Internet of sharks: Virtual Reality gets up close and personal with Hammerheads and Tigers
Fearsome, lethal, killers … the reputation of the tiger shark has long haunted our culture, leading to these creatures being miscast as villains of the seas. Now a new VR experience, Shark Dive by Immotion, sheds a revealing light on the personality and habits of these animals, allowing people to get closer to them than ever before, and to understand their strategic place as an apex predator in a fragile ecosystem.
Filming in the Bahamas at Tiger Beach, the migratory home of the sharks, the project team was led by Matthew Smukall, CEO of the Bimini Shark Lab and the Save our Seas Foundation, and captured intimate footage of tigers and great hammerheads.
Far from being the beast of these seas, the first instincts of the tiger sharks aren’t to kill but to clean the waters of smaller fish or dead and dying prey. This serves a vital role in maintaining the balance of the ecosystem, without which smaller fish may overpopulate with dire effects across the marine food chain, while the removal of sick fish prevents the spread of diseases amongst species.
Of course, understanding the power of these sharks and their attuned hunting skills is also part of treating them with the respect they deserve. Because of their voracious appetite, tiger sharks can be curious and aggressive towards humans in the water and as night falls the attention of the sharks turn to hunting, and while their focus was on removal of smaller prey, it did lead to some close encounters with the film crew. It was also observed that a signal of imminent aggression was the fluttering of the shark’s eyelids.
As part of the project, the team were, for the first time, successfully able to tag a tiger and great hammerhead with a small virtual reality camera, giving breath-taking footage, revealing what it feels like to move like a shark. For the great hammerhead, this meant seeing the world in 360 degrees. The footage clearly shows how the hammerhead needs to move its head in constant motion to eliminate the central blind spot.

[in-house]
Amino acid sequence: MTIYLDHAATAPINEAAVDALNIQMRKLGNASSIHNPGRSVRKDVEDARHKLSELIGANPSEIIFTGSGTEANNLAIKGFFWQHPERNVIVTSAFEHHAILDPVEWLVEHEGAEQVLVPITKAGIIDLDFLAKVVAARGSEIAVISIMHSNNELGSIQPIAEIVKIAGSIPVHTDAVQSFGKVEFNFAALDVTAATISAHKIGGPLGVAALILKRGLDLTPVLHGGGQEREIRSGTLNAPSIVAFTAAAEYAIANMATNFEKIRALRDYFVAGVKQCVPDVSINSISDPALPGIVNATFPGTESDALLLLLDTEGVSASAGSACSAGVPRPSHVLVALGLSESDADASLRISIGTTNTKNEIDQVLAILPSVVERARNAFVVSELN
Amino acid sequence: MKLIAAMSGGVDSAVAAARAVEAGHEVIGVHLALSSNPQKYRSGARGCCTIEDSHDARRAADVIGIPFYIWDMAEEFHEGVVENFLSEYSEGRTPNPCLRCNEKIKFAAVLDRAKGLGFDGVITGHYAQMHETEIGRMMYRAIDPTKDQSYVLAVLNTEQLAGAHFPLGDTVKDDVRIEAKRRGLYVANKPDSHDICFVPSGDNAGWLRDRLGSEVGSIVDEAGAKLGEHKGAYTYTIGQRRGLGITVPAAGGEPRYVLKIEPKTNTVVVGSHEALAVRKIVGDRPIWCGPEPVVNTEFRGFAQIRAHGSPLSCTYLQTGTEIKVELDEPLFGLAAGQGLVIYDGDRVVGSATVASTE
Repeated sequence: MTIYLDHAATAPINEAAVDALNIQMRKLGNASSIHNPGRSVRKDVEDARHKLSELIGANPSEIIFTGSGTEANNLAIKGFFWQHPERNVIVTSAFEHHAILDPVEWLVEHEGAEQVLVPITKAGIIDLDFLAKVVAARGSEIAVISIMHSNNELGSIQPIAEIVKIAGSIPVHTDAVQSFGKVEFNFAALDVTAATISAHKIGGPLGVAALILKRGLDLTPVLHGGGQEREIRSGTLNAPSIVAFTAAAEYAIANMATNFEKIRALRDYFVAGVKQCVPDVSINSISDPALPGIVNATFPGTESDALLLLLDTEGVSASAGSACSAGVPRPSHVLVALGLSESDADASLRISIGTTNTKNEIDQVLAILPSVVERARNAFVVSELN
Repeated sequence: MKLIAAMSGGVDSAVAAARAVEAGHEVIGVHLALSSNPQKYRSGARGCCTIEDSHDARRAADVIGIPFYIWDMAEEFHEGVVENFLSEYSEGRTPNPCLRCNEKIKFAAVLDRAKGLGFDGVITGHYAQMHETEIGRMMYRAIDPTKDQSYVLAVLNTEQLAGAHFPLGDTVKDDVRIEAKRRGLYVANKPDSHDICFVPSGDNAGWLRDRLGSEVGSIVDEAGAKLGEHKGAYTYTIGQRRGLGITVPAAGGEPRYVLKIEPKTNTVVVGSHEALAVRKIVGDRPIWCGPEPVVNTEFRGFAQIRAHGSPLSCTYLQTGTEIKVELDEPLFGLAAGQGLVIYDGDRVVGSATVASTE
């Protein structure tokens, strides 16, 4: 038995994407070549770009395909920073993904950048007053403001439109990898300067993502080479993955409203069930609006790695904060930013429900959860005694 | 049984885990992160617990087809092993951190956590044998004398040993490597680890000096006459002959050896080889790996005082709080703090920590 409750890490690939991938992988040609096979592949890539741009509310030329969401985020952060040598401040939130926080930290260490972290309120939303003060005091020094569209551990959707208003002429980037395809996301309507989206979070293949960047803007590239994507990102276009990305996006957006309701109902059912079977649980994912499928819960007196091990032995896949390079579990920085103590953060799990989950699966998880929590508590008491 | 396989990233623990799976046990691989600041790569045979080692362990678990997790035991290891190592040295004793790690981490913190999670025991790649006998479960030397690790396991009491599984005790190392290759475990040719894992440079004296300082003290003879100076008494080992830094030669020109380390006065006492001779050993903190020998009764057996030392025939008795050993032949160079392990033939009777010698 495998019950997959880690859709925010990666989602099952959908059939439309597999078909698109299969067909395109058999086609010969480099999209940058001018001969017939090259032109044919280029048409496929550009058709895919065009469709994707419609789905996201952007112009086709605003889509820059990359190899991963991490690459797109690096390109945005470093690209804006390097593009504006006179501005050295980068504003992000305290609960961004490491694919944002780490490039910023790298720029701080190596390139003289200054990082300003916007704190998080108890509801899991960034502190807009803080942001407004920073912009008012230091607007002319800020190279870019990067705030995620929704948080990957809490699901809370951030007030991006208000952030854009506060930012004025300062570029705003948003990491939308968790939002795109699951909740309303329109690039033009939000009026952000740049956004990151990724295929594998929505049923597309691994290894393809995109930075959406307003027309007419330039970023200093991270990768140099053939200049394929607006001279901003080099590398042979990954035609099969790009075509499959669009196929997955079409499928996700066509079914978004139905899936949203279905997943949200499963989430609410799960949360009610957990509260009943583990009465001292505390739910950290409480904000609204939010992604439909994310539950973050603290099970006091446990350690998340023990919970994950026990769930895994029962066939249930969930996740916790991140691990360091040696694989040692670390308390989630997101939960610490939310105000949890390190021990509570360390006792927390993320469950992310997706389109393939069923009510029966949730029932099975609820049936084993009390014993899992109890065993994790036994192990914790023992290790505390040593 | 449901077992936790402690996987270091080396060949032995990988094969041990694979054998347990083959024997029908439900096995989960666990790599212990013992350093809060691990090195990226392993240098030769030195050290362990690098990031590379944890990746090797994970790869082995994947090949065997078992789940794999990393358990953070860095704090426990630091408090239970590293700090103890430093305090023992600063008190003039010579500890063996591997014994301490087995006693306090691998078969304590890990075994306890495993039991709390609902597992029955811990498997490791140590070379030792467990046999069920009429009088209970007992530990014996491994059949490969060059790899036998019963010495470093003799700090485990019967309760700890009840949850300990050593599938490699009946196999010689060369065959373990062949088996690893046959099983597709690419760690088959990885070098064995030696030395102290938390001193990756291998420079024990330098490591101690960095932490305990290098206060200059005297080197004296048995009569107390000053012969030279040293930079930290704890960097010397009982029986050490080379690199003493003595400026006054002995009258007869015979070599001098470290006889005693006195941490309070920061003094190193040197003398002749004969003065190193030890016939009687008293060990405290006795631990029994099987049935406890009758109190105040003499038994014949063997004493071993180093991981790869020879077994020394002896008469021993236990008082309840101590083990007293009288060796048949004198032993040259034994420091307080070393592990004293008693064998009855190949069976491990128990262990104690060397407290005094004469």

Building on Immotion’s VR aquatic expertise, and the recent release of Swimming with Humpbacks, the experience is the latest installment within its Blue Ocean Aquarium series. It combines both motion and amazing imagery, allowing people to transport themselves to the seas of Tiger Beach and ‘virtually’ swim with some of the most amazing creatures in the oceans.
Rod Findley, group commercial director, Immotion Group says: “The experience makes full use of the visual, sound and motion capabilities of our VR Cinematic motion pods to deliver something ground-breaking and memorable, that will enhance the conservation efforts to protect these creatures. Using VR technology to study the movement and behaviour of these sharks can play a crucial part in educating people to gain a better understanding of the species, and the vital role they play in preserving the marine ecosystem.”
Immotion presents its experiences in VR on a proprietary motion platform where seat motion is synced with the VR film to give a 100% immersive experience. Shark Dive is part of the Blue Ocean series to aquaria, zoos and science centres around the world.
This experience provides a rare glimpse and insight into the world of the tiger shark, who commonly reach lengths of 3.3-4.3 m, weighing between 385-635 kg. The largest adults can attain a length of over 7.4 m and weigh over 900 kg. Due to demand for its fins and over-fishing, the tiger shark is listed as “Near Threatened” on the IUCN Red List of Threatened Species.
Great hammerheads, due to low birth rates, sensitive bodies and the shark fin trade, are vulnerable to human impact, and the International Union for Conservation of Nature (IUCN) classified the great hammerhead shark as endangered in 2007.
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